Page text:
Sir Winston Churchill once observed that Americans and the British are ‘a common people divided by a common language’ …
Never was that as true as when describing the Cockneys.
You’ve probably heard their accent, made famous in everything from movies based on Dickens and George Bernard Shaw novels, to computer-generated gekkos telling real gekkos how to go forth and sell car insurance. Linguists say that the Australian accent has its roots in Cockney culture, as they comprised a large percentage of prisoners, shipped there by the British when they viewed the Land Down Under as an ideal penal colony. Cockneys are the crafty characters from east London who admire those among their lot who can make a living simply by ‘ducking and diving, mate,’ which is their version of wheeling and dealing on a working-class level.
The term ‘Cockney’ first appeared in the 1600s, but its actual origins are vague.
To be a ‘true’ Cockney, one must be born ‘within the sounds of the Bow bells.’ That’s a reference to the St Mary-le-Bow Church in the Cheapside district of London ‘proper.’ Their sound carries to a distance of approximately three miles, which defines the Cockney digs better than any zoning ordinance could do. However, the first known reference to Cockney was related to the Bow bells themselves in a period satire that gave no reason for the association.
Some believe that ‘Cockney’ came from the second wave of Vikings, known as the Normans. These were descendants of the Northmen (‘Norman’ was the French word for ‘Viking’) who settled in that part of northern France that came to be known as Normandy when King Charles the Simple ceded it to the Vikings in exchange for ceasing their annual summer sackings of Paris. William the Conqueror was a Norman, and when he took England in 1066, a considerable amount of French influence permeated the Anglican language.
Normans often referred to London as the Land of Sugar Cake, or ‘Pais de Cocaigne,’ which was an allusion to what they saw as ‘the good life’ that could be had by living there. Ultimately, this gave rise to a term for being spoiled, ‘cockering,’ and from there, Cockney was a short derivative away.
Cockneys are famous for dropping the ‘H’ from the start of words and infamous in the mind of every grammar teacher for their coining the word ‘ain’t’ to replace the formal contraction for ‘is not.’ However, their most unique feature is their distinctive and catchy rhyming slang.
Legend has it that, during the course of their ‘ducking and diving,’ they would occasionally run afoul of the law. It was not uncommon for groups of Cockneys to be transported together to and from custody and courtroom, obviously in the company of policemen. So that they could speak openly to each other and deny the officers any ability to understand what they were saying, Cockneys devised a word/phrase association system that only the truly-indoctinated could follow. This became known as Cockney rhyming slang.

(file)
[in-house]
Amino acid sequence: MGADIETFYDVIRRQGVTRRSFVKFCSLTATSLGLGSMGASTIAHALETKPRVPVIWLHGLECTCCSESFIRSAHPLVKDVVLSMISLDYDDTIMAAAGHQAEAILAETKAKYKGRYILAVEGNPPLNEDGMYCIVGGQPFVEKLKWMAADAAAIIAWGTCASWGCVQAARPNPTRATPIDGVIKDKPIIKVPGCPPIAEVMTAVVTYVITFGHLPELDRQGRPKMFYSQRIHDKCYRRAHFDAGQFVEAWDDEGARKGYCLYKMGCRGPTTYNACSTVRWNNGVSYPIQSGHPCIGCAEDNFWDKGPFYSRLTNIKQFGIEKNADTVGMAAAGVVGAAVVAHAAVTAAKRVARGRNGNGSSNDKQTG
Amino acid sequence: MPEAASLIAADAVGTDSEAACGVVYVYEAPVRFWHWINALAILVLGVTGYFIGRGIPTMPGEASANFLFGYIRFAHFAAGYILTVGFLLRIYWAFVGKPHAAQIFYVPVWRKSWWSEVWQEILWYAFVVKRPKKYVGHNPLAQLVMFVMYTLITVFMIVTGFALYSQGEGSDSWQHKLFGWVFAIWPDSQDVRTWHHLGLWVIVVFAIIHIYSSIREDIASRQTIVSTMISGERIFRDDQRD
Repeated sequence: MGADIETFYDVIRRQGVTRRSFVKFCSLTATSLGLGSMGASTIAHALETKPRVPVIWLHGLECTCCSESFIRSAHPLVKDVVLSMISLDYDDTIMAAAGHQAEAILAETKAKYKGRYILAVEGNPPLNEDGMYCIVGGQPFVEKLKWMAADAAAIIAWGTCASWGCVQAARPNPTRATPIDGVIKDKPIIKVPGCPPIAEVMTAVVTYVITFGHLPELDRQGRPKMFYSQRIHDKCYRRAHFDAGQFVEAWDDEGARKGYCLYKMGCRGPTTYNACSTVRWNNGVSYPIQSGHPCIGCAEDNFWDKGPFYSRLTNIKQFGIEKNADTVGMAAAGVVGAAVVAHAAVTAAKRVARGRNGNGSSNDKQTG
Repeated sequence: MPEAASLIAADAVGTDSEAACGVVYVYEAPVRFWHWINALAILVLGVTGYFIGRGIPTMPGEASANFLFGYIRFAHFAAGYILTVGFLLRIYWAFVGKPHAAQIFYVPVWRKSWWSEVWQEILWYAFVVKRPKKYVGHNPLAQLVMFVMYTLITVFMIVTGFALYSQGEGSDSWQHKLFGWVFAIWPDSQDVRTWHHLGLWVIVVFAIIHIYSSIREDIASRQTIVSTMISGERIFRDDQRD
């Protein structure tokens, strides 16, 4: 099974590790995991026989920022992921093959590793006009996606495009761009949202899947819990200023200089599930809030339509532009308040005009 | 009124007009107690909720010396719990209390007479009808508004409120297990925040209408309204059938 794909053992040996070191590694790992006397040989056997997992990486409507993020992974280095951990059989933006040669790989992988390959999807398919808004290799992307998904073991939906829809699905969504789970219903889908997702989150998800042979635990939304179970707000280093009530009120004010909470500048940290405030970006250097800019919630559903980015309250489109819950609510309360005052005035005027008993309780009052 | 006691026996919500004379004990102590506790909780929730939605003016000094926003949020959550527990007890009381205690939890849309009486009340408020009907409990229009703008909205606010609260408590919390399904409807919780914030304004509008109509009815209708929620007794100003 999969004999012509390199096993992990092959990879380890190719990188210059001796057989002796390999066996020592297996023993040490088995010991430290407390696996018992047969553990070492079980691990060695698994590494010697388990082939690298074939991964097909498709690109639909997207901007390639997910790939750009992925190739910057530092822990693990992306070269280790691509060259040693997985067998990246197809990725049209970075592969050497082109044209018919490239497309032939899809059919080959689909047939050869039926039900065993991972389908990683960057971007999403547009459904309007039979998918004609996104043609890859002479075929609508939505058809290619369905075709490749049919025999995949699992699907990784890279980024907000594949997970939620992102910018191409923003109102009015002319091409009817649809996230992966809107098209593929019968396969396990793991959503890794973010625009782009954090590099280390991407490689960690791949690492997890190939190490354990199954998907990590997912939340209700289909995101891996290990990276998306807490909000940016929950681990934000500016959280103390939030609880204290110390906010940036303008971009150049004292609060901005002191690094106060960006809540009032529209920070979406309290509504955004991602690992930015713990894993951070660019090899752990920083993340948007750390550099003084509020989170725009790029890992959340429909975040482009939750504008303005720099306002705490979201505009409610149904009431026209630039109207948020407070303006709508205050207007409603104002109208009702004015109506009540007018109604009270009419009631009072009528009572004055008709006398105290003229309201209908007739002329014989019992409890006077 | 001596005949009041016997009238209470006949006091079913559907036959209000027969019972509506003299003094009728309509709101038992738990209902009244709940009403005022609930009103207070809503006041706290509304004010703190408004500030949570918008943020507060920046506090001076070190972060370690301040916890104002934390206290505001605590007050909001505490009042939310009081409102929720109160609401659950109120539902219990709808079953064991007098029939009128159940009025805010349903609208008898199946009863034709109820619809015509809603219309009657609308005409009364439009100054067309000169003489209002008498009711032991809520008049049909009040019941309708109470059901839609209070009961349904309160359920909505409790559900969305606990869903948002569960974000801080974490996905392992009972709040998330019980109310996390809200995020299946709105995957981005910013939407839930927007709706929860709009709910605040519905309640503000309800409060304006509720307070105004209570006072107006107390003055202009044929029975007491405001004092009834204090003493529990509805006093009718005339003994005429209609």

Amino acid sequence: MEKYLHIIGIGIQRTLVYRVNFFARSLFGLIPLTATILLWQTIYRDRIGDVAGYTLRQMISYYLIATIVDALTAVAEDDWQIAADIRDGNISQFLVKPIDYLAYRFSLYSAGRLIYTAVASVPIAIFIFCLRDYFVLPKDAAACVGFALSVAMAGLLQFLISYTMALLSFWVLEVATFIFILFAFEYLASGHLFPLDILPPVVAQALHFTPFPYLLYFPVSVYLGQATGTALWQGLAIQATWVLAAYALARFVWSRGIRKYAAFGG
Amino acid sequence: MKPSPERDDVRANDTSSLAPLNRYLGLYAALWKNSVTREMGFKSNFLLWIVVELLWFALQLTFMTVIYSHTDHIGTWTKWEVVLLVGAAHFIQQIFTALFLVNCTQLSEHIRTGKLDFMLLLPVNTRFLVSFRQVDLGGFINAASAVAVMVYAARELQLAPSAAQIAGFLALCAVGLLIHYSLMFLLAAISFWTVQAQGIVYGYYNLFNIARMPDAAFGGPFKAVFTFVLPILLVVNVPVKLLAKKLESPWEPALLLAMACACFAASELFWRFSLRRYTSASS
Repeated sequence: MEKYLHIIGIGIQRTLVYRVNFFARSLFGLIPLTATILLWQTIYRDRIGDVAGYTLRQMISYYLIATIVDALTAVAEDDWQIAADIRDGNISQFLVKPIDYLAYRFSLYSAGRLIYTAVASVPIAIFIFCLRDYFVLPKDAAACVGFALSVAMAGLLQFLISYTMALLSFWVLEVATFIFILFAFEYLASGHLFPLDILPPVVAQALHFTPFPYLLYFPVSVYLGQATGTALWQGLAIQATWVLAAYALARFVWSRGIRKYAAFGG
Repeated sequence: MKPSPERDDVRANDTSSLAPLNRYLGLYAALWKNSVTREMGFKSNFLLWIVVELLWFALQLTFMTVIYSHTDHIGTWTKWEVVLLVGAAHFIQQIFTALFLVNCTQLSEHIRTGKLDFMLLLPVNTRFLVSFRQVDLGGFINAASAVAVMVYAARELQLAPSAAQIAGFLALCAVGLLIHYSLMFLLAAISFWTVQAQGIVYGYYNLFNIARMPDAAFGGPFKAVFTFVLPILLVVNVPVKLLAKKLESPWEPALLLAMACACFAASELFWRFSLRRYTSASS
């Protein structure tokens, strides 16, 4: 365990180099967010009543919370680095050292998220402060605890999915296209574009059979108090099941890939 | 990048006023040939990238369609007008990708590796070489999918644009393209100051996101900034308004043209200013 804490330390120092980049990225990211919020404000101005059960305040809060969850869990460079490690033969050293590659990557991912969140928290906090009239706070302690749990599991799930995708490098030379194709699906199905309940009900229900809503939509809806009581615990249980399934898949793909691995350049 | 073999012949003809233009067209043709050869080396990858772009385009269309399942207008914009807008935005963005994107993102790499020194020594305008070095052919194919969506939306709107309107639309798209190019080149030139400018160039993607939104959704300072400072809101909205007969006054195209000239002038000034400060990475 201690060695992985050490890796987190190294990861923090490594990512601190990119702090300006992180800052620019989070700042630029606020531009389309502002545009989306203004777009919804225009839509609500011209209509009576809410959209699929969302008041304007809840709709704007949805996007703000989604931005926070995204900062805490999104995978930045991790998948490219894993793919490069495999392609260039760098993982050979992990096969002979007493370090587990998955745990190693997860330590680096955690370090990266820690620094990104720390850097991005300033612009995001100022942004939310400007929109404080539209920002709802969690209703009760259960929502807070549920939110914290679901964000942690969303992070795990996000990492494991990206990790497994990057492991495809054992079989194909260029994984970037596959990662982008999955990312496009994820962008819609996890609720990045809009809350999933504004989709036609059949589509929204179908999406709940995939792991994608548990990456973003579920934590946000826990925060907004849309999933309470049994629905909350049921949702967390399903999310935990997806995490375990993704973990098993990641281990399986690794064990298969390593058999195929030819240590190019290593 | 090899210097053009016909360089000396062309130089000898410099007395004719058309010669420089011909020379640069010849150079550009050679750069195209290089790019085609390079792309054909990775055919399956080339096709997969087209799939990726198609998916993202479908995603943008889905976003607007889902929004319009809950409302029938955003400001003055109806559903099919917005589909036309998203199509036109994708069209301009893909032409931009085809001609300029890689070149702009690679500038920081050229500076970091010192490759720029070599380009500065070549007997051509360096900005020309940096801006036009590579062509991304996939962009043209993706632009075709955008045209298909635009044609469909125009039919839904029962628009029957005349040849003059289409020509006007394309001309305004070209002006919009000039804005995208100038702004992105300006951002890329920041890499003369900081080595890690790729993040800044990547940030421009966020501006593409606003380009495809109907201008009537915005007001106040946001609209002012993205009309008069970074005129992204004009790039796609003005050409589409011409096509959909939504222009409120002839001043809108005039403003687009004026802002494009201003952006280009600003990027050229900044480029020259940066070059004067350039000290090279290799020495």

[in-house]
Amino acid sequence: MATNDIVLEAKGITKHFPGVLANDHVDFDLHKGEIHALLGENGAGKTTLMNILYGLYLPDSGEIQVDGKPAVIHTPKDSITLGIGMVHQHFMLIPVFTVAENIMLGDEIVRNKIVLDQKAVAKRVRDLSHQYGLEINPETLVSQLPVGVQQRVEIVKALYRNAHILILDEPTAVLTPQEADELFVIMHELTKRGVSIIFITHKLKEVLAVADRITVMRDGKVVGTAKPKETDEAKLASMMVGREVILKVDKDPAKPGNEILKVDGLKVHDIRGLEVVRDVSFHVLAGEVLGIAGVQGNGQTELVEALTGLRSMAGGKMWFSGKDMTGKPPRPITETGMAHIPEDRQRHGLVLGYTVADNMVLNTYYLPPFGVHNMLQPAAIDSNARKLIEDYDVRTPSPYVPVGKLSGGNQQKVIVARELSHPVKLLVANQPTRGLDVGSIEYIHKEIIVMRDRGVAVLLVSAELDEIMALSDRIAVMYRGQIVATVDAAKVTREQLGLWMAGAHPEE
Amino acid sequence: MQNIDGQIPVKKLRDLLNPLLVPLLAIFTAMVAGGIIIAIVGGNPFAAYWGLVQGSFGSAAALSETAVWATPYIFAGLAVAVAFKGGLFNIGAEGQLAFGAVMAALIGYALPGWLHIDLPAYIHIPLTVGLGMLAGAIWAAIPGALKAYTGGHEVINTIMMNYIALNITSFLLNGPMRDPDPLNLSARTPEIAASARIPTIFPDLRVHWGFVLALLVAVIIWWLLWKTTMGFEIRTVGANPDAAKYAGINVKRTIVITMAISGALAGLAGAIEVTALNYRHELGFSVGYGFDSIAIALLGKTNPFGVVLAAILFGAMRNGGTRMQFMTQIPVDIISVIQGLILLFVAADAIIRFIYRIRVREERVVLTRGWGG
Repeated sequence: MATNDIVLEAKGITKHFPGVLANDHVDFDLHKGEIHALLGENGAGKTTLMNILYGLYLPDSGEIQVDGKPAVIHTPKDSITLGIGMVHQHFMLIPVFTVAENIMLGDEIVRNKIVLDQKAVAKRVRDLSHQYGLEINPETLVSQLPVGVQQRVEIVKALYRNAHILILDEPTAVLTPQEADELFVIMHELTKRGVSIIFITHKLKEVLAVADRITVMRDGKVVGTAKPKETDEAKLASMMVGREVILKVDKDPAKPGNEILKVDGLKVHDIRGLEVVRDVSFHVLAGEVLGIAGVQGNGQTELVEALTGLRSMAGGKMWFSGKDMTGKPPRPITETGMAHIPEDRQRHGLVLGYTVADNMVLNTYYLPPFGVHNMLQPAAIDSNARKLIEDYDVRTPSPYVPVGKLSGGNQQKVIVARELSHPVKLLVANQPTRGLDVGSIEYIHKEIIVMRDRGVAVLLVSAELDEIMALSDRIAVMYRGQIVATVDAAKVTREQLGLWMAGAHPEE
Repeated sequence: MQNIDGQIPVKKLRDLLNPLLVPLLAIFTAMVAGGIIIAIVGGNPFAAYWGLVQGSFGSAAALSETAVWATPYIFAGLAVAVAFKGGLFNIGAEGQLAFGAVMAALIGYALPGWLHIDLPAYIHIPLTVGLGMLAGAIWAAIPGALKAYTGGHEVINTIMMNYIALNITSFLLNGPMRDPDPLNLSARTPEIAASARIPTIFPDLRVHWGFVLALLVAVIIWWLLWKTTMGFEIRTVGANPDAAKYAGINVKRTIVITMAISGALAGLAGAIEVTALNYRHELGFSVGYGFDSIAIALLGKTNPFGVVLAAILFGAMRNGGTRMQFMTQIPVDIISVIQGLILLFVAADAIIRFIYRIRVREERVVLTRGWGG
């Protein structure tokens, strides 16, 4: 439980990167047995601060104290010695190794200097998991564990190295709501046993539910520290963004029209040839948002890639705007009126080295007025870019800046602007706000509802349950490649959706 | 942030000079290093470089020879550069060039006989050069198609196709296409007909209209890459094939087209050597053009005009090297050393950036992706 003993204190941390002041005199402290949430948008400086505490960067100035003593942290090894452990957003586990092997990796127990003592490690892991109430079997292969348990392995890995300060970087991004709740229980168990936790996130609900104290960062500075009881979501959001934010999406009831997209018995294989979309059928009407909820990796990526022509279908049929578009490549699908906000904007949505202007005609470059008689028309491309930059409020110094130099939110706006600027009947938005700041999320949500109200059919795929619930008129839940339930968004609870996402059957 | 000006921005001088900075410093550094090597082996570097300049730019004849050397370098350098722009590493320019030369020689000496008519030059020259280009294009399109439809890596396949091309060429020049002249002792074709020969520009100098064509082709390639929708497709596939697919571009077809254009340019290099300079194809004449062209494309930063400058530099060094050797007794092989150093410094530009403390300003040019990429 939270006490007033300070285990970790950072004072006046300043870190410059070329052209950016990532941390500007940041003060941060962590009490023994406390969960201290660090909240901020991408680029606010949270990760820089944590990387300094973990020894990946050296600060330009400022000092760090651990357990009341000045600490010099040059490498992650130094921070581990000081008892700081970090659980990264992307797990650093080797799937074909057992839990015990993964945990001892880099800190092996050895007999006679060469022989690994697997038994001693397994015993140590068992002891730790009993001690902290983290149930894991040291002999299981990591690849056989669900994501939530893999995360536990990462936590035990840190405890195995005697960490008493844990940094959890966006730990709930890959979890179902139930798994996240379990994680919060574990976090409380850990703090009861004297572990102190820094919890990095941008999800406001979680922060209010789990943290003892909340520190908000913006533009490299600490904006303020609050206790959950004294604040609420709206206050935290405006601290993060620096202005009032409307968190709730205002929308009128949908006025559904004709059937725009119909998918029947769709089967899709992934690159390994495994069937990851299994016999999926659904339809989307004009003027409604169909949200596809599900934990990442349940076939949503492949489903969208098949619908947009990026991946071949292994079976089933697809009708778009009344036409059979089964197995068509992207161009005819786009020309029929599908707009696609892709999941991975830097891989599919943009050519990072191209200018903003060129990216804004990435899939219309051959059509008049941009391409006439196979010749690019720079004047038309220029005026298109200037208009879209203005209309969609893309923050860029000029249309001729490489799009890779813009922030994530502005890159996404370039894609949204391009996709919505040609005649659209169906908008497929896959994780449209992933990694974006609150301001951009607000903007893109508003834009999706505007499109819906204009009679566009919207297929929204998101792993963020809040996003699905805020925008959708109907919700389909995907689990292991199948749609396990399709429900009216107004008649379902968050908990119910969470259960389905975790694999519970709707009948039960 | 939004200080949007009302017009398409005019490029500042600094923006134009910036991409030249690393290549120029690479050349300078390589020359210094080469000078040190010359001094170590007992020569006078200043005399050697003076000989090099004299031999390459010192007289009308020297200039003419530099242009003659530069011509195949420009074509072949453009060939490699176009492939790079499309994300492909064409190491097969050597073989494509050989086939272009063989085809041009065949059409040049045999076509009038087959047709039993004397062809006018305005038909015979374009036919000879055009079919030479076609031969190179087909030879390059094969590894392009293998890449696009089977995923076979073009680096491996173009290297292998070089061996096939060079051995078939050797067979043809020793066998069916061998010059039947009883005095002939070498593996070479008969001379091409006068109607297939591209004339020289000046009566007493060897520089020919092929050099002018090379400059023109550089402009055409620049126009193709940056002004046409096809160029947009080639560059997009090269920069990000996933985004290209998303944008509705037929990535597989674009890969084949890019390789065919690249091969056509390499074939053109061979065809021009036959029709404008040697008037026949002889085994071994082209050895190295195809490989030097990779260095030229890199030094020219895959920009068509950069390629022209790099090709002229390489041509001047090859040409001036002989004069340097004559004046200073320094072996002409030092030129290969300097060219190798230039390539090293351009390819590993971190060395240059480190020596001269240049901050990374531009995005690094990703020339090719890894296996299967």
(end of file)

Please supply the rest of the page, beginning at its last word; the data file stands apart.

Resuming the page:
It’s simple, really. For example:
Dog-and-bone = telephone
Apples-and-pears = stairs
Trouble-and-strife = wife
And this slang is often shortened, so that if a Cockney wanted you to go upstairs to tell his wife that there’s a phone call for her, he’d ask you to ‘take the apples and tell the trouble she’s wanted on the dog.’
As a general observation, the technique of rhyming slang is that the second word of a rhyming phrase is the link between the ‘translated’ word and the first word in the rhyming phrase, which becomes the word used when speaking. Sometimes, though, to emphasize the word, the entire phrase might be used. So, if you are absolutely exhausted and want to make a point of it, you would exclaim, ‘I’m cream crackered!’ This is because ‘knackered’ is an English term for being tired. (Cream crackers, incidentally, do not go well with tea. They are eaten with cheese.)
There are even dictionaries for Cockney rhyming slang, from pocket versions tailored for tourists, to online listings. Two good sites for the latter are London Slang and Cockney Rhyming Slang. As with most slang, its vibrance is cause for constant expansion and/or modification of terms, so the Cockney rhymes are always a work in progress.
One note of caution though: nothing sounds worse than a visitor attempting to over-Cockney their speech. If you’re thinking of touring an East End market or pub and want to pay your respects by using the local vernacular, be prepared with a few simple terms and deploy them with a smile only when the occasion permits. Otherwise, not being sure if you’re ‘taking the Mickey’ out of them or just ignorant, the locals will most likely view you as a ‘right Charley Ronce’ and turn away.
Given that ‘ponce’ is common English slang for a fool — which had its origins in describing a ‘fancy man,’ now known as a ‘pimp’ in modern times — you may first need a ‘British’ translator to tell you in what way you were being insulted.